Journey 2: The Mysterious Island
Journey 2: The Mysterious Island is an attempt to extend the franchise of Journey to the Center of the Earth, a nearly forgotten hit from only four years ago. Both have little plot in common, though they were extremely loosely adapted from totally unrelated novels written by Jules Verne. That's it.
Action cutout Brendan Fraser has been replaced by his bad-movie soul mate Dwayne Johnson, who compensates for what he painfully lacks in dramatic chops with beefy enthusiasm. It's hard to imagine another matinee star using his physique as a special effect. (Watch the movie's 3-D highlight for Johnson bouncing red berries off his massive pecs right at the camera.)
Johnson plays Hank, stepfather to surly teen Sean (Josh Hutcherson), the only holdover from the "first" installment. When not crashing his dirt bike into neighbor's pools, Sean spends his time decoding secret messages from his globetrotting grandfather and searching for clues hidden in the text of 19th science fiction novels, which seems like a perfectly normal pastime for a red-blooded teen lad. Sean is a "Vernian," who still apparently believes that the works of Jules Verne were fact-based — but he should know better, having previously explored an underground world full of flesh-hungry dinosaurs. That little factoid is barely acknowledged here, but then again neither is geography, physics or logic. Hank cracks the code to discover a remote island, since he picked up cryptology in the Navy, along with geology, meteorology, zoology, navigation and any other skill the plot requires.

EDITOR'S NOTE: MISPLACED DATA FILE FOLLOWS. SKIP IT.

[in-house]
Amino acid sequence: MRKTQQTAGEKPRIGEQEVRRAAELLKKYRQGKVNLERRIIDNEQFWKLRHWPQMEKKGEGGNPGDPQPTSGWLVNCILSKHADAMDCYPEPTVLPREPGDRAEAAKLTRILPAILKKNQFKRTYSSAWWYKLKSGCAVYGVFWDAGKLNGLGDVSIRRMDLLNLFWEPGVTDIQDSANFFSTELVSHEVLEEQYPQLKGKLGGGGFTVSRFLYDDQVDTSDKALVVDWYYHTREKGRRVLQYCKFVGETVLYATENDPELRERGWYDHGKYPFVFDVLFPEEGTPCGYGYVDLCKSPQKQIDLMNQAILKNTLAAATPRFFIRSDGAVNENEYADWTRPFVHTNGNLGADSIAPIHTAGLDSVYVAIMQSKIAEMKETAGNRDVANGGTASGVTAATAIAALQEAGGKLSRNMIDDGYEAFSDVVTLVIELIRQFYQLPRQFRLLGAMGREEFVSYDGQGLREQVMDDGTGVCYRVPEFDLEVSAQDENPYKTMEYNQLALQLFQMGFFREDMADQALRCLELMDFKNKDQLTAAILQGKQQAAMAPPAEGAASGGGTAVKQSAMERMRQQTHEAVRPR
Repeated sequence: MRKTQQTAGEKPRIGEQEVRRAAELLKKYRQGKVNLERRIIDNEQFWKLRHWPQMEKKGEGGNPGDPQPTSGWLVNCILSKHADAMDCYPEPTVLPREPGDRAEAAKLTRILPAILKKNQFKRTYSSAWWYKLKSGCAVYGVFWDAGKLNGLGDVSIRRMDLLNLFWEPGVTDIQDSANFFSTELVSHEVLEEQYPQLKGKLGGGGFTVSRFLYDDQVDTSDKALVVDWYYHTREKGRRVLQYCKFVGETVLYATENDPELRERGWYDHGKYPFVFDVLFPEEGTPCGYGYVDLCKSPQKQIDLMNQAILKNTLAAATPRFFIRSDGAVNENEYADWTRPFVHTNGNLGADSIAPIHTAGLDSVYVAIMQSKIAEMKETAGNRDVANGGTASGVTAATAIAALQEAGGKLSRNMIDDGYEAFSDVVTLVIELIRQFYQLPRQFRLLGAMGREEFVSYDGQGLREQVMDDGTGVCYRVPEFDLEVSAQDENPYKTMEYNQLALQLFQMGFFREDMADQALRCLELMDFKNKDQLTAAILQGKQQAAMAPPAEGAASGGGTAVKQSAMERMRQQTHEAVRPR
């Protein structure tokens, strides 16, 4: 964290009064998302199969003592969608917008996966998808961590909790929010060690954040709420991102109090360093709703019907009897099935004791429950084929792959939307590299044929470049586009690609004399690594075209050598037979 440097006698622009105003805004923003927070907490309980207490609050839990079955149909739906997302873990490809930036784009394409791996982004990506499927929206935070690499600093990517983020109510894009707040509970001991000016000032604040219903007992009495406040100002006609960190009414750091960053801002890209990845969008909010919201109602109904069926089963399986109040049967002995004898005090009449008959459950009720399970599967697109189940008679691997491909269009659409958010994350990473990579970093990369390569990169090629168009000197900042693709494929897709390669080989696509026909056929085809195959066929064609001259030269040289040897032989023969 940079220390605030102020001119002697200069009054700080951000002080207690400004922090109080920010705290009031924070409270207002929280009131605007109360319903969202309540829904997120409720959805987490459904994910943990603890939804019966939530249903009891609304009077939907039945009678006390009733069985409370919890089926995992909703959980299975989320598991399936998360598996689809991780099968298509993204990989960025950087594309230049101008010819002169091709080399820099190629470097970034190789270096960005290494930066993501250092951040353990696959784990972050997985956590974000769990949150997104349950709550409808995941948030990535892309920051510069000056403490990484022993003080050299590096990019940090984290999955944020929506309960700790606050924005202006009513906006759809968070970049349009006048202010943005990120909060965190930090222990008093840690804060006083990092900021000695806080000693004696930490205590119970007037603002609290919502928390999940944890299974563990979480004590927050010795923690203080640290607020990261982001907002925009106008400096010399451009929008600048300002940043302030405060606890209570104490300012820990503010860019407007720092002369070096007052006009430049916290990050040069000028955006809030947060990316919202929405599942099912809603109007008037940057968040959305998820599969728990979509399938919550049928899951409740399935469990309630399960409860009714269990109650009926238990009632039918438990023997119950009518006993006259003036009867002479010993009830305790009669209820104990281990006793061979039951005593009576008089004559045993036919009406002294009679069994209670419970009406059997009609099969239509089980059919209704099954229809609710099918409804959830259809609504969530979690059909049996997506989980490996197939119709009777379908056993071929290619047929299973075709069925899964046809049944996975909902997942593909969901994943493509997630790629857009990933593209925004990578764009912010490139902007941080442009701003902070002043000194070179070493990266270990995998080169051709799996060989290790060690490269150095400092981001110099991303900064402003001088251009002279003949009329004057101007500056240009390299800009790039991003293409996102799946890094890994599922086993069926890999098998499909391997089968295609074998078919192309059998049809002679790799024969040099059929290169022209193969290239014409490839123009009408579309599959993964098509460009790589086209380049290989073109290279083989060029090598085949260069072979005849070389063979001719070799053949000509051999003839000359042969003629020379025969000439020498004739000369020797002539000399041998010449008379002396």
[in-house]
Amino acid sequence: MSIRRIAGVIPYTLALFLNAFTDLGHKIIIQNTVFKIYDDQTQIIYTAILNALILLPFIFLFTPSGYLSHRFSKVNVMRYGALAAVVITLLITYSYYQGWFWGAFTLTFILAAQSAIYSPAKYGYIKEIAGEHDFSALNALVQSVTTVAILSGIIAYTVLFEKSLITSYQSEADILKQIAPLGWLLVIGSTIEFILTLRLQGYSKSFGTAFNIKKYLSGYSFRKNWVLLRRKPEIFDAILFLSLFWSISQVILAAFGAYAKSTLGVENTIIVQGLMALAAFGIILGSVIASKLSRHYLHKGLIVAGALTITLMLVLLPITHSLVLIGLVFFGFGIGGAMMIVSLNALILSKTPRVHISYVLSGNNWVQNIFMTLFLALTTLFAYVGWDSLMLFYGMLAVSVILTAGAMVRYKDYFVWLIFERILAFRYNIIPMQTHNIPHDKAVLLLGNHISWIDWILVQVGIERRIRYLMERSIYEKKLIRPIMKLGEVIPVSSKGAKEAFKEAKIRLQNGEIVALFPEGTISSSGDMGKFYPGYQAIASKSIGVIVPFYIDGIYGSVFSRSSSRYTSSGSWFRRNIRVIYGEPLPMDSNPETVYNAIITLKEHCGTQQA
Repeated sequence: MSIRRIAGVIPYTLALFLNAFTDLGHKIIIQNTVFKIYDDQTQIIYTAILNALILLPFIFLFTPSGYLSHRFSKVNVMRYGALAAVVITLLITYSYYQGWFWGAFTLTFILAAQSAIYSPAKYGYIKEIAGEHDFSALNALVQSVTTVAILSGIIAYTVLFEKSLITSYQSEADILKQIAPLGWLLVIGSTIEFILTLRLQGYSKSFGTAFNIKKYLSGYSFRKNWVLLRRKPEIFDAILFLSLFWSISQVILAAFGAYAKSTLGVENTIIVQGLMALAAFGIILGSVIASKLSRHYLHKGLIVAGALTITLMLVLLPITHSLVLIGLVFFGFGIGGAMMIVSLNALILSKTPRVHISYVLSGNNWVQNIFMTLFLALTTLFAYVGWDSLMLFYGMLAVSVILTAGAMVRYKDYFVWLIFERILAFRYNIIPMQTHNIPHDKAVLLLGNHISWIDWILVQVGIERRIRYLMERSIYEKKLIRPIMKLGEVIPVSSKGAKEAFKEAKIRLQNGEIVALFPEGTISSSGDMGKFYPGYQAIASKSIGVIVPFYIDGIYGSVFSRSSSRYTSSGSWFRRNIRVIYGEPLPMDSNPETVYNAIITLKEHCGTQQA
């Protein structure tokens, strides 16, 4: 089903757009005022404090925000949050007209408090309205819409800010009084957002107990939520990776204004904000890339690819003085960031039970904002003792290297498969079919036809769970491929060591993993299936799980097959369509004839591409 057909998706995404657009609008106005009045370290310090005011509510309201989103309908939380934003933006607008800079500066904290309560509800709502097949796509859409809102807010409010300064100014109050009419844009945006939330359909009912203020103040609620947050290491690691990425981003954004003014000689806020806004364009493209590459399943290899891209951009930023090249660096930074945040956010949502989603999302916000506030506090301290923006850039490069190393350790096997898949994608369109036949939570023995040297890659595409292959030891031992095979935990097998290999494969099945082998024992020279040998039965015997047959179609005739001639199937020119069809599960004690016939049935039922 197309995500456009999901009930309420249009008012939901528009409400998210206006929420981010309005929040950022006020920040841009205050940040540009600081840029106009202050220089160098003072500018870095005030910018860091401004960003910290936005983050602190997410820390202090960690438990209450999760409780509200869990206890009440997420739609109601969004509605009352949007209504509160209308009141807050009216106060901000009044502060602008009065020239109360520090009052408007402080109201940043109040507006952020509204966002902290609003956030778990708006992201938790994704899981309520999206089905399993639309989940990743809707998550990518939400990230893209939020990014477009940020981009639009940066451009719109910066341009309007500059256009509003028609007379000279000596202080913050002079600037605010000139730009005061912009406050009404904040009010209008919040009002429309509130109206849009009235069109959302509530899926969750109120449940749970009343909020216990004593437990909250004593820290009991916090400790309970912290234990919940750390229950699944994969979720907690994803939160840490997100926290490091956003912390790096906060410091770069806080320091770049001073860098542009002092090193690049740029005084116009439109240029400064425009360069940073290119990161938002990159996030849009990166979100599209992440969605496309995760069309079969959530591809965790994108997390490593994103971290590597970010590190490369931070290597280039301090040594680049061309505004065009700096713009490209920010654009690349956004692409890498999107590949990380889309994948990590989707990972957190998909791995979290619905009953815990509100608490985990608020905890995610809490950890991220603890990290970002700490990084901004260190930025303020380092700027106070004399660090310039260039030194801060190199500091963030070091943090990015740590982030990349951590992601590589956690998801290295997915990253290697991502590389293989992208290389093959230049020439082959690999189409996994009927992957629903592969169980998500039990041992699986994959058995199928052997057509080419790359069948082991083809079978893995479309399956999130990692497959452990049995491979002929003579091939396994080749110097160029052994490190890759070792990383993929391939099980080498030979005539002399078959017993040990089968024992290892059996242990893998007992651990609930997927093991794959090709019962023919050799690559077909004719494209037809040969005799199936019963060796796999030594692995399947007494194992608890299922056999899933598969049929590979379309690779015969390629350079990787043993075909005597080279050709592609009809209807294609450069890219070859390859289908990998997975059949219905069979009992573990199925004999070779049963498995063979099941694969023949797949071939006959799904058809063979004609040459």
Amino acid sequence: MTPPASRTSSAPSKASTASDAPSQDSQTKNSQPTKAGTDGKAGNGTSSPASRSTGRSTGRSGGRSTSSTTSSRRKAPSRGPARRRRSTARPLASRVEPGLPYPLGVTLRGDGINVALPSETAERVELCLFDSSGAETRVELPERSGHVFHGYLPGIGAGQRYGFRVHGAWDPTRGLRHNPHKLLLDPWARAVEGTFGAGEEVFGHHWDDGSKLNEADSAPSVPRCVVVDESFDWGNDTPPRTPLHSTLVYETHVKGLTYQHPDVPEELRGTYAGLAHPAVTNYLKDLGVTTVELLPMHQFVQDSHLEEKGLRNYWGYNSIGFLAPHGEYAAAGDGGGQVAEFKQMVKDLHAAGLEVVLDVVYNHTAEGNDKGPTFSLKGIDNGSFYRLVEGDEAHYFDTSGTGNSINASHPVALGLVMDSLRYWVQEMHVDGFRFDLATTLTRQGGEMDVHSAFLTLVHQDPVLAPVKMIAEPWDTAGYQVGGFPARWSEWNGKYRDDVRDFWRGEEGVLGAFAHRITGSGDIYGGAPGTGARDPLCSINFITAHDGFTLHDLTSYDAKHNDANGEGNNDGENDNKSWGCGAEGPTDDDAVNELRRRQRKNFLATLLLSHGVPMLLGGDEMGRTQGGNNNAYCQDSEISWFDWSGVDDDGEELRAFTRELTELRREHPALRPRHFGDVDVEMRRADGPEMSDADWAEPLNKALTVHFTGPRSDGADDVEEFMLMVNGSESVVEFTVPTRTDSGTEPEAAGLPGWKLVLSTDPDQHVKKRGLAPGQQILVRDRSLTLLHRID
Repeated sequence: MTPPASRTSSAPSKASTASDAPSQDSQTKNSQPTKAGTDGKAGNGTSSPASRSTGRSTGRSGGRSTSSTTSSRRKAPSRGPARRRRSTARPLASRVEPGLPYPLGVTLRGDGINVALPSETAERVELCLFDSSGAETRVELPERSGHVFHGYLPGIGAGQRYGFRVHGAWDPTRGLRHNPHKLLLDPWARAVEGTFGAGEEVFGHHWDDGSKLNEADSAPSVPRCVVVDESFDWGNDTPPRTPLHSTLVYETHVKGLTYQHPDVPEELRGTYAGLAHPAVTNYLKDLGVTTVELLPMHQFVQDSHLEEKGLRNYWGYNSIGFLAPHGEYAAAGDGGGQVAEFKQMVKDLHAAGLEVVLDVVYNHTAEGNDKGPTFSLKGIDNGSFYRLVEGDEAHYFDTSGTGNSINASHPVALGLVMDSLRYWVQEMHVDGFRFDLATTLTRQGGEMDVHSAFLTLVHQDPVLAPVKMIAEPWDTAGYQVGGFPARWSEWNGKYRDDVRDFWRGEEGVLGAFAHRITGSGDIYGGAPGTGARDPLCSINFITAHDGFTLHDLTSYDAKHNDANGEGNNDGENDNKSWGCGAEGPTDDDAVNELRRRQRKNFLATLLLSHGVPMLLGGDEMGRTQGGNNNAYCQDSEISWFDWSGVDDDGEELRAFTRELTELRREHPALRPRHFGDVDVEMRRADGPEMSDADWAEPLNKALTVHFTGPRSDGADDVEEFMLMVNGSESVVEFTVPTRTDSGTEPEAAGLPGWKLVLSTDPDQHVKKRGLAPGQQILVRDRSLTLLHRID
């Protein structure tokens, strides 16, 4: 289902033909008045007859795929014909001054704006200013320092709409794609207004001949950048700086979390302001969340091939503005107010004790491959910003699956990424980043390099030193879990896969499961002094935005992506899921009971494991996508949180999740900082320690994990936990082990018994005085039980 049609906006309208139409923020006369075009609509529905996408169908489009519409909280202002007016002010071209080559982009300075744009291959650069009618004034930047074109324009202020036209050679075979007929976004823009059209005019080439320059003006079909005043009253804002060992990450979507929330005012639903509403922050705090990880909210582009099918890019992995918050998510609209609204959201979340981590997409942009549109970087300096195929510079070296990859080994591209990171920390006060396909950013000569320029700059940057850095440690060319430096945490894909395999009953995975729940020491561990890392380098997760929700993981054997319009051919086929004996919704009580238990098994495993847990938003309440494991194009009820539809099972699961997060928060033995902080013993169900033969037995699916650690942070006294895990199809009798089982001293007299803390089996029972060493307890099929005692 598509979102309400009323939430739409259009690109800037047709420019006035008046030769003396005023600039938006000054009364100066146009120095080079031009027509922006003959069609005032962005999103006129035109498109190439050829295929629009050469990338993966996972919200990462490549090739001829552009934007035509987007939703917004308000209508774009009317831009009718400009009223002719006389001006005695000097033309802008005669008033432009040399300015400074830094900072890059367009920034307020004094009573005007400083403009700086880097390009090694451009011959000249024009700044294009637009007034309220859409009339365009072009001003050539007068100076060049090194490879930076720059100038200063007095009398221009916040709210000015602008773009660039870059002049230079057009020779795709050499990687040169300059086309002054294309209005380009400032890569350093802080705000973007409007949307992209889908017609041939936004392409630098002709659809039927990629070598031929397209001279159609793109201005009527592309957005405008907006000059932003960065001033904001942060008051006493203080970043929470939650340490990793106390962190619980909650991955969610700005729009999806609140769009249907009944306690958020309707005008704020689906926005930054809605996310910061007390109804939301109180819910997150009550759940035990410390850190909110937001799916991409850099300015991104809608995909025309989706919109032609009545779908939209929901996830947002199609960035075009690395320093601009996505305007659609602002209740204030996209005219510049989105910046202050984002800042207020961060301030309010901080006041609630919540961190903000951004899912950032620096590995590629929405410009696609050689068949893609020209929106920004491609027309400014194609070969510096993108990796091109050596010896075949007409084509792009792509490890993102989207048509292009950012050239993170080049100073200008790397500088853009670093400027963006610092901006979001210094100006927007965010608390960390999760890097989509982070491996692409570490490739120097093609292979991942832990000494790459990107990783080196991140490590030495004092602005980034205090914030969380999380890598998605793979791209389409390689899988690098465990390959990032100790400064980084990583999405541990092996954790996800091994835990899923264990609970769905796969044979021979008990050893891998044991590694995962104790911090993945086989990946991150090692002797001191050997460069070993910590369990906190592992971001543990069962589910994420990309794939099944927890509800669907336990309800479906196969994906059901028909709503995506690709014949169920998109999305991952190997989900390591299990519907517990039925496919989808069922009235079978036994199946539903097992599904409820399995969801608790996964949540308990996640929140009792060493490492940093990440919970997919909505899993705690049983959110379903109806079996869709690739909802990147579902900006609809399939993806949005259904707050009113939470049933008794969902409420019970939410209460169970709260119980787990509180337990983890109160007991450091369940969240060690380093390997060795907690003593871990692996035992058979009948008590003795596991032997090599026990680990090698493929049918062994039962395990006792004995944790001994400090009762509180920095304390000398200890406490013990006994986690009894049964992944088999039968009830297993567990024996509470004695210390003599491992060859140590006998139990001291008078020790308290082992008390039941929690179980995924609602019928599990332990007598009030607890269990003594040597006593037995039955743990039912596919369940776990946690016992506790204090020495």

It turns out that the Island from Verne's 1874 book is real and filled with all manner of oddities, wonders and giant critters ready to chomp on intruders. Also along for the ride is a cowardly charter chopper pilot (Luis Guzman) and his hypersexualized teen daughter (Vanessa Hudgens), who the camera tends to ogle in semi-creepy ways. They spend most of their time running from corny-looking CGI monstrosities like a overgrown lizard, which is sort of a throwback to cheesy no-budget '50s flicks like King Dinosaur — sure, the effects are more detailed and expensive now but no more convincing. The fun really begins when gramps shows up, played with reckless abandon by Michael Caine, whose head-to-toe khaki's like Jungle Jim, and looking rather delighted to be cashing a check. Sir Michael is clearly having a laugh, hamming it up while riding on the back of a giant CGI bumblebee, and generally treating the material with the sly wink it deserves. If only it were that easy for the rest of us.